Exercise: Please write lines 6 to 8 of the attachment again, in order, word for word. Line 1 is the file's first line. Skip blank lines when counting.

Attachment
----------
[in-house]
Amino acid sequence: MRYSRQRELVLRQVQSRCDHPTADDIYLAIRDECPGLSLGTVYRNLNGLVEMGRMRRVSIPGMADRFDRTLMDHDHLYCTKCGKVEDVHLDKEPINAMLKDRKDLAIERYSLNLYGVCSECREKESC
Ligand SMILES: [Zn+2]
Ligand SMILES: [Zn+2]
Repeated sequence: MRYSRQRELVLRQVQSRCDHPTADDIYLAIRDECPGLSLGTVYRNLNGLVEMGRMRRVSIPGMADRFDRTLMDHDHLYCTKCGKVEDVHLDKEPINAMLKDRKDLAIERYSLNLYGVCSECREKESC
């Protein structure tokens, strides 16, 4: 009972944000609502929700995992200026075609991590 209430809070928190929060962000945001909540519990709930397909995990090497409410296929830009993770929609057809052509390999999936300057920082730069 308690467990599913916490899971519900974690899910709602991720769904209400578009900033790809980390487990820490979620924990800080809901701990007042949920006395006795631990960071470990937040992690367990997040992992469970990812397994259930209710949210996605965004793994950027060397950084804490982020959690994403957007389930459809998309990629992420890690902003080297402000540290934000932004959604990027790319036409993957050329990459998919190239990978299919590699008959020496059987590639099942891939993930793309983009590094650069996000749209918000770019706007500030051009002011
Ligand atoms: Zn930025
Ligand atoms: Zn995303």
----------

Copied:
């Protein structure tokens, strides 16, 4: 009972944000609502929700995992200026075609991590 209430809070928190929060962000945001909540519990709930397909995990090497409410296929830009993770929609057809052509390999999936300057920082730069 308690467990599913916490899971519900974690899910709602991720769904209400578009900033790809980390487990820490979620924990800080809901701990007042949920006395006795631990960071470990937040992690367990997040992992469970990812397994259930209710949210996605965004793994950027060397950084804490982020959690994403957007389930459809998309990629992420890690902003080297402000540290934000932004959604990027790319036409993957050329990459998919190239990978299919590699008959020496059987590639099942891939993930793309983009590094650069996000749209918000770019706007500030051009002011
Ligand atoms: Zn930025
Ligand atoms: Zn995303």